Posted by Christopher Johnson | Friday, July 17th, 2009 | Uncategorized | 8 Comments

The Church Times admits that recognition of the Anglican Church in North America is probably the Anglican Communion’s last chance:

Of course, the accommodations this has required (not the same as compromises) have been too much for some. But unless the Communion can embrace ACNA, whose views are no different from many African provinces, and the US Episcopal Church and its web of global sympathisers, it is not trying hard enough. The great challenge of the 21st century is how people of different faiths can live together. If Christians cannot find the love that transcends differences within their own Church, how can they speak about unity to others in parts of the world where it is a matter of life and death?

To which Tim Fountain has a four-word reply.  Too little, too late.

Lost a good Vestry member. At my request, he will be detailing his decision in a letter to be shared with the Vestry and sent on to the Diocese.

Lost at least 3 young families and a bunch of kids.

A couple of these losses are families that were the first fruits of members taking the risk of evangelism – this is going to hurt morale very badly here.

One of them said, “I just can’t see myself inviting other people, knowing what the denomination is really doing. So how can I stay?”

Recognition of ACNA prior to General Convention might have made a difference.  It might have strengthened the hand of the Communion Partner bishops and gotten the Episcopal Organization to stand down.

But now that TEO has shed the last vestiges of the Christian religion, recognition solves nothing and changes nothing.  Indeed, it may even make things worse.

Leave aside the fact that ACNA itself is an internally-iffy proposition.  Forget the fact that Anglican Christianity will contain two churches with mutually-exclusive messages.  All allowing ACNA into the club achieves is to insure that North American Anglicanism will be in a perpetual state of war.

The Episcopalians and the North American Anglicans are not only at cross-purposes with one another, they are actively hostile to one another.  Once the lawsuits are settled one way or the other, ACNA will spend a good deal if not most of its time issuing position papers explaining why what we preach is the Gospel of Christ and what they preach is not.

Can it work?  If ACNA recognition is coupled with an immediate reduction in TEO’s status(still officially Anglican but with no more Covenant input, Mrs. Schori doesn’t get to go to Primates Meetings while Archbishop Duncan does), then there’s the slimmest of chances, particularly if ACNA accepts an eventual Covenant and TEO does not.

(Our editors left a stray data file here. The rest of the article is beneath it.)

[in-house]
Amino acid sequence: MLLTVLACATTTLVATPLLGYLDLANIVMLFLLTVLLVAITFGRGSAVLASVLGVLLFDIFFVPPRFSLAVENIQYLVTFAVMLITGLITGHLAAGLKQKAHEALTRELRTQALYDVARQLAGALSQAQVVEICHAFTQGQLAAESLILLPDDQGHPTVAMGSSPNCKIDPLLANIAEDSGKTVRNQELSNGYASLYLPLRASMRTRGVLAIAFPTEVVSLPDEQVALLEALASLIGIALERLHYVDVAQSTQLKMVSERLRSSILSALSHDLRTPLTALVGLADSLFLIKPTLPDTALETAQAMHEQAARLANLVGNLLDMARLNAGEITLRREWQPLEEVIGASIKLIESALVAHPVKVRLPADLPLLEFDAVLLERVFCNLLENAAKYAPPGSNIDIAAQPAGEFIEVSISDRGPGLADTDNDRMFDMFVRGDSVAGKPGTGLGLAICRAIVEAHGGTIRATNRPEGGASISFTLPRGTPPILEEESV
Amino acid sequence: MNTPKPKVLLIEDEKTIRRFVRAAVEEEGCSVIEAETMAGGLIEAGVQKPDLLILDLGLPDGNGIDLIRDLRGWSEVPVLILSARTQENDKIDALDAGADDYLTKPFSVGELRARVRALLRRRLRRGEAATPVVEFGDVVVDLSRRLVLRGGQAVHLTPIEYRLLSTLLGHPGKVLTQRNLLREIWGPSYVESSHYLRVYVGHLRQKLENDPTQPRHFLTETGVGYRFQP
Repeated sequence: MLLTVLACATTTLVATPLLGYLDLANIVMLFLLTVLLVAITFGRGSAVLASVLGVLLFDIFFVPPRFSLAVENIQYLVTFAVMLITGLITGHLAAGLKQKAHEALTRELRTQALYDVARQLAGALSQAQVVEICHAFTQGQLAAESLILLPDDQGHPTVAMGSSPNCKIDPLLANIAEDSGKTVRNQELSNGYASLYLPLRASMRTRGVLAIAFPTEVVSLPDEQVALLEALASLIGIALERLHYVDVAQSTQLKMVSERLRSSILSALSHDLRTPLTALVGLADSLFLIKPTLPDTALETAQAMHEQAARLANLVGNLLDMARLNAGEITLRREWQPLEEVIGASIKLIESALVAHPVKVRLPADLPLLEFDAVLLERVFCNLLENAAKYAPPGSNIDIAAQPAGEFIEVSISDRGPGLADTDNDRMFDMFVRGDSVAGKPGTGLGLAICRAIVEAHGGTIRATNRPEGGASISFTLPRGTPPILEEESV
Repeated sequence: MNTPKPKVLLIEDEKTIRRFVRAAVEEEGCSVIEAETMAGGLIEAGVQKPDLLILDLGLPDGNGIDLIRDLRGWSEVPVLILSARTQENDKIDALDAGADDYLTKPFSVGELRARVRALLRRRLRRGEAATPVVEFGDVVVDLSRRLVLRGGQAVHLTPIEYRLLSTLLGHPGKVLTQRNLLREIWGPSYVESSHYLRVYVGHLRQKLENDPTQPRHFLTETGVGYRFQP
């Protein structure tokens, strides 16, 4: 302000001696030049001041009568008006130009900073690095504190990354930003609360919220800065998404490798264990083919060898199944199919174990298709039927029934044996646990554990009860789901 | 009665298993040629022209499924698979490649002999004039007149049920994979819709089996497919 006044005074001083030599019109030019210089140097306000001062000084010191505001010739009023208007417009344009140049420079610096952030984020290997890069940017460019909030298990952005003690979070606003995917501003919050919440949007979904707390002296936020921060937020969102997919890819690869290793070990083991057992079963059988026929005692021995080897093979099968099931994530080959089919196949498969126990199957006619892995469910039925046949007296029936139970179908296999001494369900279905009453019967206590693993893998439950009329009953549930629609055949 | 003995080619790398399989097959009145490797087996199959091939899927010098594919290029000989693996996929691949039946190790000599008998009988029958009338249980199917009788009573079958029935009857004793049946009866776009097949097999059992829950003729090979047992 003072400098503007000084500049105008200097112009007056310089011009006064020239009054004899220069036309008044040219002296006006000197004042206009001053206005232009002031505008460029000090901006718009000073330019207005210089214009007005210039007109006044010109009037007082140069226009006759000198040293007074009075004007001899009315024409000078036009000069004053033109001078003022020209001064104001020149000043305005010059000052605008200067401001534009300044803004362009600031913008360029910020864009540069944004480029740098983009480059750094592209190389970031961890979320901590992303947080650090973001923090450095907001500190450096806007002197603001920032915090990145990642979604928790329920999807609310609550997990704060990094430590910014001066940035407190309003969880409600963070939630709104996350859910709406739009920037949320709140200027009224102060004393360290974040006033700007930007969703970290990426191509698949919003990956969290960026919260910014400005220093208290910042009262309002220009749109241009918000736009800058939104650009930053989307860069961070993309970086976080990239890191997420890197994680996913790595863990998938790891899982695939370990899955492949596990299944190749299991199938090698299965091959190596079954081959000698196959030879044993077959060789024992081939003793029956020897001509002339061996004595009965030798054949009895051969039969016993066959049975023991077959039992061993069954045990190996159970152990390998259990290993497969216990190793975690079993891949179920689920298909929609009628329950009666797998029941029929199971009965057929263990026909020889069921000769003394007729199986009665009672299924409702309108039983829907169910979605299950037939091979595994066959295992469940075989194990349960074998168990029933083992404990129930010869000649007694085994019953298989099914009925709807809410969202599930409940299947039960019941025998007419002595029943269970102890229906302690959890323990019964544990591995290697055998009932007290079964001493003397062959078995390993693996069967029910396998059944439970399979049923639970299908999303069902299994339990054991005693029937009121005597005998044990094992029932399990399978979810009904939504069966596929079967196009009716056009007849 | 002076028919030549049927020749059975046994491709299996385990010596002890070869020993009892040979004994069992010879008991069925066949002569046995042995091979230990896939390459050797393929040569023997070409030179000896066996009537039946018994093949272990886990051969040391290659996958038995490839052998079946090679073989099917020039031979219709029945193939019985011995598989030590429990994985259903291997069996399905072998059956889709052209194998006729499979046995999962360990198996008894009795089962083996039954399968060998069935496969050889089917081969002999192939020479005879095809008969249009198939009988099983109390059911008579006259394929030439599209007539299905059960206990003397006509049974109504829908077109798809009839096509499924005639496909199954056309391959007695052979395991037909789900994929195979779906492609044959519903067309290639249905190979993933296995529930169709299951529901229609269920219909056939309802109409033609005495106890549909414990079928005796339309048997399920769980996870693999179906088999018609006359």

Is any of that going to happen?  No.


Peter C.
July 17, 2009

Doesn’t he realize that the loss of a few, backward, ignorant bigots will be offset by the flood of enlightened homosexual elites from all over the Sioux Falls, SD, area into his parish? Besides, it’s not like families have the disposable income his new parishioners will.

July 17, 2009

If TEO stays in, who could be ruled out? What logical basis is there to distinguish between the belief of the TEO controlling elite in special latter-day revelation contrary to Scripture, and the self-proclaimed prophet of any Kool-Aid drinking cult?

July 17, 2009

The legitimacy of TEC is rooted in the fact that its bishops received their consecration in direct succession from the very same ignorant bigoted superstitious misogynist homophobes who founded the church. You can’t take that away from them, ever.

July 17, 2009

I rise in the spirit of Indaba
(I’ve been waiting all week to have an excuse to use that phrase)
to clearly and unequivally state my approval and yet total rejection of the obfuscation which we all should eschew. This statement should not be taken to imply any particular stance in regard to the motions before us, but rather a willingness to listen to the sense of each person’s personal story.

If anyone can make any sense of the above, then I’m slipping. I’m just in training for GC ’12.

I have been baptized.

July 17, 2009

If I were a cat, my tail would be twitching over this sentence:

“But a swath of US conservatives has since left to form the Anglican Church in North America (ACNA), thus undermining the moratorium’s purpose.”

So it’s the fault of the traditional and orthodox who tried EVERYTHING to temper the TEC and some of whom, such as Bishop Duncan, were deposed.


July 17, 2009

GC’09 has, to me, been even more Pythonesque than any previous one. It reminds me of this clip from The Life of Brian – .

July 17, 2009

Michael, I think you have ’em pegged.

As for the main point, I’m a bit more hopeful than our good host. But then again, I’ve always been an optimist.

July 17, 2009

Give Rowan a couple of weeks (maybe a month) to deep-six TEC or I’ll be the one to adorn the photo in the sacristy with the loser’s “L.”

Just you wait.

Support The MCJ                        

Email the editor-in-chief                    
©2016 Christopher Johnson                                
                        Email about Website issues

Recent Comments